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A daily roundup of research and analysis from The Globe and Mail’s market strategist Scott Barlow

CIBC real estate analyst Dean Wilkinson attempted to assess the effects of higher borrowing costs on his sector,

“With rates on the rise, we’ve observed a looming fear that the music may stop, and that rising debt costs may be the harbinger of doom. The profitability, and ultimately the valuation of companies comes to question given the naturally levered nature of the industry. Although a valid concern, this is not something new for the space. REITs have long been in the business of managing debt, and a changing interest rate environment (even rapidly) is nothing more than part of the natural ebb and flow of their business cycle … Distributable cash flow (i.e., AFFO[ adjusted funds from operations]), and ultimately profitability will be, we believe, immaterially affected by the increasing borrowing rates (even if they were to, say, double) … Valuations are currently trading at a ~24% discount to NAV, well below the historical average of 5%. Based on our Economic team’s forecast of a 2.4% long-term GoC yield (2023F), and assuming some level of mean reversion (towards which we tend to lean), this suggests healthy double-digit upside in the sector from this point”

Mr. Wilkinson has outperform-equivalent ratings on Dream Residential REIT, Brookfield Asset Management, Smartcentres REIT, Dream Unlimited Corp., Tricon Residential Inc., BSR REIT, RioCan REIT, Morguard Corp., Killam Apartment REIT, Minto Apartment REIT, First Capital REIT, European Residential REIT and Morguard North American Residential REIT.

“CIBC: Rising rates ‘immaterial’ for real estate sector profitability” – (research excerpt) Twitter

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BofA Securities global equity derivatives analyst Abhinandan Deb notes a “critical stress signal” from his risk measurement model,

“Critical Stress Signal (link here: CSS) triggered ‘Risk-off’ as of 13-Jun-22, with 12 (out of 43) sub-components rising by more than 0.5 standard deviations in a 10-day period. The CSS was designed in 2011 to identify tipping points in cross-asset risk – when stress momentum kept building and risk-assets incurred greater losses … Given a lack of clear evidence that US inflation has peaked from last Friday’s surprise CPI print, we see little reason for the Fed to step in tomorrow as they have done in the past around similar levels of stress … US IG credit spreads are already wider than where the Fed has pivoted dovishly in the past.”

The risk model incorporates implied volatility levels for prominent foreign exchange crosses, equity benchmarks, and credit spreads.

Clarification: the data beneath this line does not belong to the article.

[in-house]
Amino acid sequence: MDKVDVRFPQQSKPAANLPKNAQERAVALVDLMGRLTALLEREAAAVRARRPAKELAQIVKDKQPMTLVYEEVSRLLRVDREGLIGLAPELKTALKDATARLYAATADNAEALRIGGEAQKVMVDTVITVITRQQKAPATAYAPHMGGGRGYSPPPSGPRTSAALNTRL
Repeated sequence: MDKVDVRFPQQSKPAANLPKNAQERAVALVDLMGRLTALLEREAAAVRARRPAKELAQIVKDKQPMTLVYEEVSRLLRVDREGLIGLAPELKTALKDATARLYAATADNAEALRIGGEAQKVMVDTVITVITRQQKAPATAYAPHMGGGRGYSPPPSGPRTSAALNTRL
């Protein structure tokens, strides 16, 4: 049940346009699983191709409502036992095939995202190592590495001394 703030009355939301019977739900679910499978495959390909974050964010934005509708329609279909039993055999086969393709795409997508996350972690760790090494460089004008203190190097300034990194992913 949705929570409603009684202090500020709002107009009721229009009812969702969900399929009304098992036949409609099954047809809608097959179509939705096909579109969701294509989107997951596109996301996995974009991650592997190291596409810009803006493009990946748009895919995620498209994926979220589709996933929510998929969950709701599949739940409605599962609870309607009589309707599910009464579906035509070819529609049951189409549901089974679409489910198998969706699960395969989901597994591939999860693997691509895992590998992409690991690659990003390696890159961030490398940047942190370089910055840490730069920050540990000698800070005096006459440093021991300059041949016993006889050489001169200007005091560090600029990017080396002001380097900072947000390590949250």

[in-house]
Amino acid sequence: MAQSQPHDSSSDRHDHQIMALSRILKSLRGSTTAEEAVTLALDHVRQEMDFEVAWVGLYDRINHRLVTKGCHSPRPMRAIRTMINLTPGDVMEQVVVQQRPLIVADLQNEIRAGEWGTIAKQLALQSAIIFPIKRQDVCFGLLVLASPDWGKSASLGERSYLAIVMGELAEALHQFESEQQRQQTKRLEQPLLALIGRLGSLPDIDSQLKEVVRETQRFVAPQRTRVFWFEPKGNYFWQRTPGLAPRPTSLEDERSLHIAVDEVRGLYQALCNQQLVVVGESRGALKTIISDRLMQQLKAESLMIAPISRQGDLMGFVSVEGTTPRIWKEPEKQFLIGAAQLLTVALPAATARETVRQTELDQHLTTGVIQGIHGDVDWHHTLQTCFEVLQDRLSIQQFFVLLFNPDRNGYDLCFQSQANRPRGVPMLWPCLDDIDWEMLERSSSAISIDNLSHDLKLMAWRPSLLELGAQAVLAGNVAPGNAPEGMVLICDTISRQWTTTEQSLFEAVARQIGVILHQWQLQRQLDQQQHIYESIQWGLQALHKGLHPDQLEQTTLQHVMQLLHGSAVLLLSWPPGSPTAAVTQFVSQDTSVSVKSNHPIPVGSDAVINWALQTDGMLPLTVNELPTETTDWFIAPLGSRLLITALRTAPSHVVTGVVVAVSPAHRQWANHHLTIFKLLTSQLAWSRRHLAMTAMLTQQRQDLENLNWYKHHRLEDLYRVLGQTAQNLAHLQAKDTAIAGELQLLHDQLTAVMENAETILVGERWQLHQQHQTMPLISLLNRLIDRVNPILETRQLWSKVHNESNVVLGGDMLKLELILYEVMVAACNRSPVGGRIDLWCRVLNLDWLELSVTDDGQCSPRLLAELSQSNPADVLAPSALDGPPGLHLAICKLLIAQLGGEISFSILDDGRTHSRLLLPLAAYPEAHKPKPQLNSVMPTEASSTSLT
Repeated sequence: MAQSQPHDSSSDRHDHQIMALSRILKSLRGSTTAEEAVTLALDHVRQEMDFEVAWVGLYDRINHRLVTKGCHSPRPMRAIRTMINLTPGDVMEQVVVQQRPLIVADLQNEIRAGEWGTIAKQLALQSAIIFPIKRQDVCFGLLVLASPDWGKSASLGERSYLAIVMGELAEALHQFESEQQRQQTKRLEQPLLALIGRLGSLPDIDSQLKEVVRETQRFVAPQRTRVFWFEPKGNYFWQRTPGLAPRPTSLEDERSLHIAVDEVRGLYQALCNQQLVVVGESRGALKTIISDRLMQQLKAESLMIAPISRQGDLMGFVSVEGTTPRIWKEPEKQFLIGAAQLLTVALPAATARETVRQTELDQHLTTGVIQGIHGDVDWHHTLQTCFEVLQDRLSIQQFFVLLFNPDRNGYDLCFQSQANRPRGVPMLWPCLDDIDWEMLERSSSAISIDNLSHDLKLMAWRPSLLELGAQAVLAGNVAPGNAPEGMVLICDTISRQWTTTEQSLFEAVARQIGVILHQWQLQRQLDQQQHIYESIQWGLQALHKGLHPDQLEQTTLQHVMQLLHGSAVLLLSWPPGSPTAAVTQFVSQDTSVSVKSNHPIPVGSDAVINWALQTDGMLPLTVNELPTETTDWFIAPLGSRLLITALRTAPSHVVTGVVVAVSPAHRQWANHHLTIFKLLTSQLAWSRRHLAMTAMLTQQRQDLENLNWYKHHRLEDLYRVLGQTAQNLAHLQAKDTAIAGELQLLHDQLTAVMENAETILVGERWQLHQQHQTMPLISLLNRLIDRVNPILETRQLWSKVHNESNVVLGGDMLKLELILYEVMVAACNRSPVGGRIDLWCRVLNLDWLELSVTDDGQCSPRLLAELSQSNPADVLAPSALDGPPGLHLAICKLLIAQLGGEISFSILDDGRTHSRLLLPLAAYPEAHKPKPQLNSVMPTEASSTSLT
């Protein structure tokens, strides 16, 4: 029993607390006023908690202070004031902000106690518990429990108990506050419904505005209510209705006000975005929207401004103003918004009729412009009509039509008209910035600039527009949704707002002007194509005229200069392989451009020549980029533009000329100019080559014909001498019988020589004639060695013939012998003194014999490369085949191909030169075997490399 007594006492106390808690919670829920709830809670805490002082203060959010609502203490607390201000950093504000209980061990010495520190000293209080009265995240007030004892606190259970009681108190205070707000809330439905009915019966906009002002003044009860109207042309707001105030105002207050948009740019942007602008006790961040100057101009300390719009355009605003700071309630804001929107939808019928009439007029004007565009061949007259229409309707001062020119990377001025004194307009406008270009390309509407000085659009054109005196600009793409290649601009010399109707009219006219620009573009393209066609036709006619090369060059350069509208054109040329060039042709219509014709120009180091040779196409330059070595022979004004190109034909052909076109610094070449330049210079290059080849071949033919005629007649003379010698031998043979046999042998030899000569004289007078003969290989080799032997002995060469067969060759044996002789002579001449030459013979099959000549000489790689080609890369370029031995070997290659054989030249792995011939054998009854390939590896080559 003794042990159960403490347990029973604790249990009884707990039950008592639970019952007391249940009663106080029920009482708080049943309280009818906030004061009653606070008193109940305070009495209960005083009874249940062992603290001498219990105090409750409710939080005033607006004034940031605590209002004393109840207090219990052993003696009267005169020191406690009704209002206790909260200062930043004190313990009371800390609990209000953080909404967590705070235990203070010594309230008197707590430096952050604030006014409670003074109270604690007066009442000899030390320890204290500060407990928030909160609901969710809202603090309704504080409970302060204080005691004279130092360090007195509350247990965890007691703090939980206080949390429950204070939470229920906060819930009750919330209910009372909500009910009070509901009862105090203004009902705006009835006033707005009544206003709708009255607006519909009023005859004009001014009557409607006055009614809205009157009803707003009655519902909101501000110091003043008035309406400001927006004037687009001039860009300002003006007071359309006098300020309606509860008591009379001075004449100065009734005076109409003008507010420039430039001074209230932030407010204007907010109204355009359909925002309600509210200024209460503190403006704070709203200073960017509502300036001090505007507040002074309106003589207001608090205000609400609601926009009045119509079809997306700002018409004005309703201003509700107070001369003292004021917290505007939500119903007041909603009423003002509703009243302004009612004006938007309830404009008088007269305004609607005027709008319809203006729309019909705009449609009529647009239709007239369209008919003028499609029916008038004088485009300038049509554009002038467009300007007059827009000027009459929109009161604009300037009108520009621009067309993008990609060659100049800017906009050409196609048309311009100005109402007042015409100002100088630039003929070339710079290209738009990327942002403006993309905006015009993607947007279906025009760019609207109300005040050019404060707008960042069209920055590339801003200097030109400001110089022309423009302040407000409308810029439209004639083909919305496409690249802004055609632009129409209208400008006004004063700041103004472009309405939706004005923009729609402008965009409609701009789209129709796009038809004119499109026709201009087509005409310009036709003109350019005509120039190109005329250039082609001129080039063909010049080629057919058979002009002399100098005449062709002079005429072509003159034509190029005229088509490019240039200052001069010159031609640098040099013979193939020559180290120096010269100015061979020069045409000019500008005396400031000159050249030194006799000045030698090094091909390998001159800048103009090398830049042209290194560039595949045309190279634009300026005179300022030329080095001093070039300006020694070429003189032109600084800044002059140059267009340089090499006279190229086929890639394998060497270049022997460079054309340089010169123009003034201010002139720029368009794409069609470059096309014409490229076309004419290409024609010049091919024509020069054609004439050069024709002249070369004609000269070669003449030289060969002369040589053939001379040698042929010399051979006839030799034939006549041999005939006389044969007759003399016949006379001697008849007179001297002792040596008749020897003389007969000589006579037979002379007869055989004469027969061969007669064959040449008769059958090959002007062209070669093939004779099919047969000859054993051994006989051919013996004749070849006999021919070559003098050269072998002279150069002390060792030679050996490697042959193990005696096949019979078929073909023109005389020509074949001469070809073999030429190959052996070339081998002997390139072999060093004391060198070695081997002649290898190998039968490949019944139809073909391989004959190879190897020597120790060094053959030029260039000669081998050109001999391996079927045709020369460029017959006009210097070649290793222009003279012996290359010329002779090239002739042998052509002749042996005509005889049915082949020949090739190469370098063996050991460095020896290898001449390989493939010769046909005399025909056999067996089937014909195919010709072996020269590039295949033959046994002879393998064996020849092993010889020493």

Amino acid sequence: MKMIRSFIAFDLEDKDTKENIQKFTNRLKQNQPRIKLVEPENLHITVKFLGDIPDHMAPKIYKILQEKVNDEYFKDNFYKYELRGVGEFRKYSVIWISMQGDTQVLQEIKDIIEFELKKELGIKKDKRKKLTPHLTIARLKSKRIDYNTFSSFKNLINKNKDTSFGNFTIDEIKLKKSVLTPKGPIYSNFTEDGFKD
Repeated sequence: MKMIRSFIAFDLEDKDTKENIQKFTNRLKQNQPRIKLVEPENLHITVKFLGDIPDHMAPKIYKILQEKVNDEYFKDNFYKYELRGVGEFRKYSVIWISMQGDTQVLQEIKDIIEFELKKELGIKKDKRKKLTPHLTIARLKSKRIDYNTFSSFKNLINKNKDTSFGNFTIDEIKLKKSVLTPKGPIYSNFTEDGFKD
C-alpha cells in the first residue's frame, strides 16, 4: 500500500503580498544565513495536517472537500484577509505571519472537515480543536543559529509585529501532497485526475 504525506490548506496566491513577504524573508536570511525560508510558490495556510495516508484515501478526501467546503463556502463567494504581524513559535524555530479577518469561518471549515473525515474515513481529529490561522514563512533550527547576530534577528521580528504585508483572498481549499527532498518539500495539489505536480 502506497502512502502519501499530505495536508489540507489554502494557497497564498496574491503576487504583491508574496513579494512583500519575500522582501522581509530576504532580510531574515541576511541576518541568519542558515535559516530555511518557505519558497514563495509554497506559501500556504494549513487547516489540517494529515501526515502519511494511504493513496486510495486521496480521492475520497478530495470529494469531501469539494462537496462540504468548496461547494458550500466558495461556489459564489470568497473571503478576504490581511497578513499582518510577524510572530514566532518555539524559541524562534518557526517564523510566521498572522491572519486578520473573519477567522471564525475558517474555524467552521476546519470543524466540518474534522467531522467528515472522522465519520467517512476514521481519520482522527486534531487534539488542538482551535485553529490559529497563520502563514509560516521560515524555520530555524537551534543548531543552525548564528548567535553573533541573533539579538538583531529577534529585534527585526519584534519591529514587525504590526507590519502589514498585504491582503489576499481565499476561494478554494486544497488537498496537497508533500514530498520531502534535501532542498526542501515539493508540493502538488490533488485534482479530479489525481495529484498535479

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Scotiabank strategist Simone Arel emphasized how expensive the U.S. equity market remains relative to the rest of the world in a Tuesday morning report,

“The S&P 500 has dropped about 10% in the last four trading sessions, pushing the benchmark into bear market territory [Monday] (-22% since its January high of 4,797)… the S&P 500 12M Fwd P/E ratio has compressed by 32% so far, similar to what we saw during the pandemic’s valuation compression phase. Looking back at the last 35 years, the benchmark’s fwd P/E compressed further only during three episodes: 1987 (-36%), 2002 (-37%), and 2008 (-42%). Despite the steep pullback, the S&P 500 (15.7x) still trades modestly above its long run average of 15.5x. However, ex-USA valuations have dropped to much lower levels. The forward P/E ratio of most major countries has dropped significantly below their long run averages… the TSX, UK, Germany, Japan, and certain EM markets are both significantly cheaper than the U.S. and stand near the low end of their usual range. At this point, we believe that to get another big wave of selling, the “E” needs to come down. While earnings expectations have remained extremely resilient for now, earnings revisions ratios have started to decline (something that requires monitoring).”

“Scotiabank: “TSX, UK, Germany, Japan, and certain EM markets are both significantly cheaper than the U.S. and stand near the low end of their usual range " – (research excerpt) Twitter

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Diversion: “13,000-Year-Old Tusk Reveals Life of ‘Fred,’ a Mastodon Who Died in Battle” – Gizmodo

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